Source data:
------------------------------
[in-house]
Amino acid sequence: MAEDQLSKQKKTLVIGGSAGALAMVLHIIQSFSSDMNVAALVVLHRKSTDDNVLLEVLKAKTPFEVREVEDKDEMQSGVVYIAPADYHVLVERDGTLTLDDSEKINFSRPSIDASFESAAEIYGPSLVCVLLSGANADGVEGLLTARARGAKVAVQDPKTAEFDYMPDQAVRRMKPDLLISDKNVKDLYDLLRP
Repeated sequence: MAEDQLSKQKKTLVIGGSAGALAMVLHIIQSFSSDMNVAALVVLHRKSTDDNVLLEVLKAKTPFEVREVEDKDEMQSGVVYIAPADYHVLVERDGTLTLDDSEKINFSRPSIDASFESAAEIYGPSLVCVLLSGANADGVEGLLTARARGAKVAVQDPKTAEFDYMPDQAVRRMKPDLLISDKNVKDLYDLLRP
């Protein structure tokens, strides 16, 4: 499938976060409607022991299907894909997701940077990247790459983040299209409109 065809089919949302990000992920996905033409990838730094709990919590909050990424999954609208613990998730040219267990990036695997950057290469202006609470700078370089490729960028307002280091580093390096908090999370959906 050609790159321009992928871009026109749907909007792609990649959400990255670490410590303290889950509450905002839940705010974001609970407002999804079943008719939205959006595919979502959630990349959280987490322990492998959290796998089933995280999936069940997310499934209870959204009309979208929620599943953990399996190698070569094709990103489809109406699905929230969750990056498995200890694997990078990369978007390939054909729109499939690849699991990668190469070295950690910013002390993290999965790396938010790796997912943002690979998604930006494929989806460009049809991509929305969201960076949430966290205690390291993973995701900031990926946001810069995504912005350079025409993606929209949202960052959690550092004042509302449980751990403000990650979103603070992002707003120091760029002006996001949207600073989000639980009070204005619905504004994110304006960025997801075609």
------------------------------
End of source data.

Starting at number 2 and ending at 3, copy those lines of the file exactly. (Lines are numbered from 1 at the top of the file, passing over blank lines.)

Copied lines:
Amino acid sequence: MAEDQLSKQKKTLVIGGSAGALAMVLHIIQSFSSDMNVAALVVLHRKSTDDNVLLEVLKAKTPFEVREVEDKDEMQSGVVYIAPADYHVLVERDGTLTLDDSEKINFSRPSIDASFESAAEIYGPSLVCVLLSGANADGVEGLLTARARGAKVAVQDPKTAEFDYMPDQAVRRMKPDLLISDKNVKDLYDLLRP
Repeated sequence: MAEDQLSKQKKTLVIGGSAGALAMVLHIIQSFSSDMNVAALVVLHRKSTDDNVLLEVLKAKTPFEVREVEDKDEMQSGVVYIAPADYHVLVERDGTLTLDDSEKINFSRPSIDASFESAAEIYGPSLVCVLLSGANADGVEGLLTARARGAKVAVQDPKTAEFDYMPDQAVRRMKPDLLISDKNVKDLYDLLRP